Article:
McSorley, Lions go out with big win

QB?has strong outing in final home contest

Sentinel photo by CHRISTOPHER SHANNON
Penn State’s Ricky Slade, right, tries to break the tackle of Maryland’s Antwaine Richardson during the Nittany Lions’ 38-3 victory over the Terrapins Saturday evening at University Park.

UNIVERSITY PARK — Penn State played like a motivated, emotionally energized team trying to finish strong on senior day.

Maryland played like it was merely trying to finish out an emotionally draining season.

Both elements were understandable, and the combination led to a Nittany Lion blowout on a cold, drizzly Saturday at Beaver Stadium.

“This is about as good as it gets getting a big win, finishing out Big Ten the right way,” quarterback Trace McSorley said after No. 15 Penn State crushed Maryland, 38-3.

McSorley played the final home game of his record-setting career and looked like his healthy self once again after being hobbled by a knee injury in recent weeks.

Penn State’s defense, meanwhile, continued its late-season surge and put together an outstanding day in dominating the Terps.

“We played a complete football game,” Penn State coach James Franklin said.

The Nittany Lions finished the regular season 9-3 overall and 6-3 in the Big Ten. Now they await their bowl fate and almost certainly will head to a very desirable destination against a high-quality opponent.

As always, senior day produced a lot of emotions for many Penn State players, including McSorley. He was doing OK as he ran out of the tunnel … until his saw his mother, Andrea.

“I wasn’t too emotional until I saw my mom, and my mom was like bawling and had tears in her eyes,” McSorley said. “That’s when I kind of got a little emotional.”

It was apparent from the outset Saturday that McSorley looked different. Or, put another way, the same as he used to look.

The quarterback’s running skills had been limited by the right knee injury he suffered against Iowa on Oct. 27, and with him not being as big of a threat to take off, it clearly hurt Penn State’s offense. McSorley also had been struggling throwing the ball, as well, because of the knee.

But on the Nittany Lions’ first play from scrimmage Saturday, McSorley hit K.J. Hamler on a 34-yard pass, then Miles Sanders ran for 35 yards on the next play to the Maryland 5. McSorley ran it in himself from 3 yards out two plays later.

Two possessions later, McSorley finished off a scoring drive by running up the middle untouched for a 20-yard touchdown and 14-3 lead late in the first quarter.

“This is probably the best he’s felt in a while,” Franklin said of his quarterback.

“I was able to kind of run around a little bit and even threw a block out there at one point,” McSorley said. “At that point, it was just one of those things that I kind of felt like I was back to myself.”

McSorley finished 12-of-22 for 230 yards and one TD through the air, and he ran 11 times for 64 yards and two scores.

Sanders had a big day, rushing for 128 yards on just 14 carries, while Ricky Slade had 64 yards and two TDs on 11 carries.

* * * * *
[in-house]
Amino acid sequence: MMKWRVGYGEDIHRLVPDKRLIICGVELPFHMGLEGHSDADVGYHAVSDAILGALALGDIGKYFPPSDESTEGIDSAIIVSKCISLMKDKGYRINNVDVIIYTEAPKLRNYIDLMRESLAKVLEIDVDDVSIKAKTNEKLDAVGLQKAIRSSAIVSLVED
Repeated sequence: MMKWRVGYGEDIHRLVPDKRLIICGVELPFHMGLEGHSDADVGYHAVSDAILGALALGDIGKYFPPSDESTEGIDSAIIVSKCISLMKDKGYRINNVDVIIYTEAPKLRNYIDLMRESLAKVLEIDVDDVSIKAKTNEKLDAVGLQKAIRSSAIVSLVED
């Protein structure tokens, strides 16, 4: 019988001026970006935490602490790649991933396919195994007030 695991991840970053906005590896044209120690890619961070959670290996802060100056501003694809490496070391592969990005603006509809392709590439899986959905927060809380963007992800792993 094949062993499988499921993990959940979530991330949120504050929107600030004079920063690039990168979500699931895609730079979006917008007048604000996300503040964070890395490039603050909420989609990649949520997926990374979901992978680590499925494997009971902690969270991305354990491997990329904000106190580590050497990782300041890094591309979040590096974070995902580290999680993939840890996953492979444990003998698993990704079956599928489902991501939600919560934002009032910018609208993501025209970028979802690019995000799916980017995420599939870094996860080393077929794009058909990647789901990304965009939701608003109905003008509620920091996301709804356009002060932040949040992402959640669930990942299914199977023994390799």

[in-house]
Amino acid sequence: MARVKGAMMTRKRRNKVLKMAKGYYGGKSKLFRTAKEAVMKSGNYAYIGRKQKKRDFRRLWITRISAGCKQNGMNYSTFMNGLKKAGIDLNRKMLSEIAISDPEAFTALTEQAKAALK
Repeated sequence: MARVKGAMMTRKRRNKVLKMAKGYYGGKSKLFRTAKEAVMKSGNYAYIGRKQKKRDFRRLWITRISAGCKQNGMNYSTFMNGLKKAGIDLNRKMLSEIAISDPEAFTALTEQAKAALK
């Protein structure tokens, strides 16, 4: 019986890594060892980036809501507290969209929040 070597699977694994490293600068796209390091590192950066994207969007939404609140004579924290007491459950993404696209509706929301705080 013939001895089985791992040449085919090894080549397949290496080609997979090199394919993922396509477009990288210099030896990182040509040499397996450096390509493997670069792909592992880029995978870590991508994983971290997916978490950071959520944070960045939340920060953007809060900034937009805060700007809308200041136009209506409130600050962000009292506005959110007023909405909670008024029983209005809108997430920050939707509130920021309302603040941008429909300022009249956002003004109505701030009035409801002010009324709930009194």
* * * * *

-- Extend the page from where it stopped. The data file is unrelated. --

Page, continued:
Penn State led 17-3 at the half and poured it on in the second half, thanks to solid offensive play and a dominating defensive effort.

Maryland came in with a strong running game and rushed for 339 yards in last week’s OT loss to Ohio State. But Penn State’s defense stuffed the Terps, holding them to just 74 yards on the ground and 259 total.

The Lions finished with a whopping 15 tackles for loss, including 3 1/2 for defensive end Yetur Gross-Matos.

Franklin mentioned defensive coordinator Brent Pry’s father, Jim, a longtime college coach and Altoona native, was in town and at practice last week. The defense was a question mark earlier in the year, but Brent Pry has worked wonders with the unit, which includes many young players.

“That whole defensive staff, led by Brent Pry, has been fantastic,” Franklin said.

The Terps hit a 48-yard pass on their second series of the game, getting to the Penn State 13, but they had to settle for a field goal. They drove deep into Penn State territory early in the fourth quarter and missed a short field goal.

That was the extent of Maryland’s offense on the day. Anthony McFarland, who had 298 yards rushing against Ohio State, was held to 12 yards on only six carries. Quarterback Tyrrell Pigrome was 14-of-23 for 185 yards, but the Terps can’t win having to rely on their passing game that much.

The Lions easily controlled the second half, getting an 8-yard TD run from Slade and 5-yard TD pass from McSorley to tight end Pat Freiermuth to make it 31-3 with 12:24 remaining.

McSorley was in to start Penn State’s next possession, but with nine minutes left and things decided, Franklin pulled his quarterback so he could get a senior day sendoff. The crowd obliged with a big ovation as McSorley and Franklin hugged on the sideline.

“A ton of appreciation for the love that the fans were showing at that point,” said McSorley, who added he was, “just trying to take everything in.”

Backup quarterback Tommy Stevens led Penn State on its final scoring drive, running 18 yards to the 1 before Slade took it in two plays later.

After the game, the Lion seniors took a victory lap around Beaver Stadium, an idea that came from linebacker Koa Farmer, whose father had done that when he played in college.

“(The seniors are) a group of guys that we just fought hard every single day and worked our butts off to bring this program back and bring it to a spot that can be competing for top championships and being a top level contender every year,” McSorley said.

Getting the blowout win on senior day, therefore, meant a great deal to everyone.

“It was just an overall awesome day,” McSorley said.

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